It makes for a fascinating urban experience to stand within easy sight of the Ayalon Freeway, mere steps from an apartment building and a basketball court, as you hear the call of the wild in the moonlight. In the lulls during the howls, the sound of televisions and neighbors washing dishes emanates from the apartments.
The jackals are much smaller than a full-grown Labrador Retriever but significantly larger than “Brigitte Bardot” a Pekingese being led through the park on Tuesday by Ophir and Omer, two 20-something roommates from Ramat Gan.
Ophir said he’d seen the jackals on many occasions diving into dumpsters next to apartment buildings in Vatikim and that he would hold his dog’s leash tight because “she gets very scared of them, so we keep a good distance.”
Ophir’s precautions seem wellwarranted, as a dog such as Ms. Bardot or your average housecat would probably make a quick snack for the scavenging animals.
“We live off of Abba Hillel Street in Ramat Gan and we don’t see them there, but I have friends in the Vatikim neighborhood who say they see them at night all the time running between the buildings,” Ophir said.
He also said he had friends whose dogs chase after the jackals when they encounter them in the park.
Ophir and Omer were walking Ms. Bardot near Tel Grisa next to a gate encircling Hachava, a community garden covering a wide expanse of the park.
Two 18-year-old volunteers, Aviv Haimson and Avishai Rotman, were tooling around the community gardens in a golf cart on Tuesday.
A couple of dozen meters away, two jackals strolled through the garden’s wooden beehives to the fields beyond.
Around the fence, there were several divots that appeared to have been dug by the jackals in order to sneak into Hachava.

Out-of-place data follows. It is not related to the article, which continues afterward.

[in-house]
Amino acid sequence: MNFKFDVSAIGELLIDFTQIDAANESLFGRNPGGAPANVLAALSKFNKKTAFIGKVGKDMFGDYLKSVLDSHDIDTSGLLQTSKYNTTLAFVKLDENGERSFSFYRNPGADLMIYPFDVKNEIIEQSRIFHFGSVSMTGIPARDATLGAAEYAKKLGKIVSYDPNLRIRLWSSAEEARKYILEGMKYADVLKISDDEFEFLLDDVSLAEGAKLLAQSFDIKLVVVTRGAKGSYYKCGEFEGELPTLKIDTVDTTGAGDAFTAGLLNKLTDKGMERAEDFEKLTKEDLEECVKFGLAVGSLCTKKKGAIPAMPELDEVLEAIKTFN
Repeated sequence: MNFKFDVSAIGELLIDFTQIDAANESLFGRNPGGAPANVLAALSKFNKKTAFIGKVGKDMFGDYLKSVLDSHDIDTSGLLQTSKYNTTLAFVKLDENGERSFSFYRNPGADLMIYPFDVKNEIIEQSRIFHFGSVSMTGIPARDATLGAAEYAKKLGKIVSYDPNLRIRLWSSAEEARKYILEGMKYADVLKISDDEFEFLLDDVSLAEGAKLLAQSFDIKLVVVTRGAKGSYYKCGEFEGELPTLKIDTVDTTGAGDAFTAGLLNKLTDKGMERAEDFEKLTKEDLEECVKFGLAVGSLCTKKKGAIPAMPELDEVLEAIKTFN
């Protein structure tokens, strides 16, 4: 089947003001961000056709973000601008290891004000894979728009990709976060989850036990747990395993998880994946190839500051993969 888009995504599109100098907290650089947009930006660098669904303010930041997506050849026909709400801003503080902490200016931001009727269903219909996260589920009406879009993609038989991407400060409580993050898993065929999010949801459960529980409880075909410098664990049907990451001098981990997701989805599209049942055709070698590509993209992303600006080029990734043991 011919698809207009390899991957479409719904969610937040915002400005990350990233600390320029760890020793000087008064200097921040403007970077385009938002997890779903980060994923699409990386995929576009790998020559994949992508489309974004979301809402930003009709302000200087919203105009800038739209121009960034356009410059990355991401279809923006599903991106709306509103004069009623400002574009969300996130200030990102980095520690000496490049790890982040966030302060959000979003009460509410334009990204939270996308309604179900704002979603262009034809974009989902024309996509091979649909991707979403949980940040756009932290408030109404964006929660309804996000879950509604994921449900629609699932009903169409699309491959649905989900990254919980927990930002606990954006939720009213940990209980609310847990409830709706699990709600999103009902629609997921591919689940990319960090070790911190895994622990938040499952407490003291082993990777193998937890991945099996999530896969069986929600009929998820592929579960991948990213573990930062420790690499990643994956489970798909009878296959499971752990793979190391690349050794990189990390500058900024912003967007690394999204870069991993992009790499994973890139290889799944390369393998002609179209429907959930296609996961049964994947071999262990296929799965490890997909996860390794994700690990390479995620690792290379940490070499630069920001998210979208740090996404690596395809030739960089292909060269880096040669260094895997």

“We see them all during the day and they’re out all night long,” said Haimson, adding that they eat whatever they can find.
Haimson said the intruders are constantly trying to get into the community farm’s livestock pen, where chickens, rabbits, parrots and a variety of farm animals are raised, but that they are kept at bay by the guard dog, a mastiff who doesn’t take kindly to jackals.
“I’ve heard that people complain about them, but I don’t think they cause any problems really,” he said.
Ovadia Sofer, a middle-aged resident of Vatikim who lives in a corner building meters from the park and the trail leading to Tel Grisa, had a somewhat different attitude.
“All night long they howl, especially late at night. Around 10 or 11 p.m. they start coming out into the neighborhood looking for food, mainly the foxes, but also the jackals.”
Sofer said the howling happens every night, “doesn’t matter if it’s summer, winter, anytime,” and “it can be pretty disturbing.”
While a jackal’s cry can be a bit offsetting while watching the evening news, the howling of a fox can be a particularly chilling sound, at times akin to a banshee being subjected to shock therapy.
Sofer seemed resigned to accepting the new neighbors.
“I contacted the Ramat Gan Municipality and they said they’d contact the Tel Aviv Municipality, and they said it’s being dealt with. You know how that is.”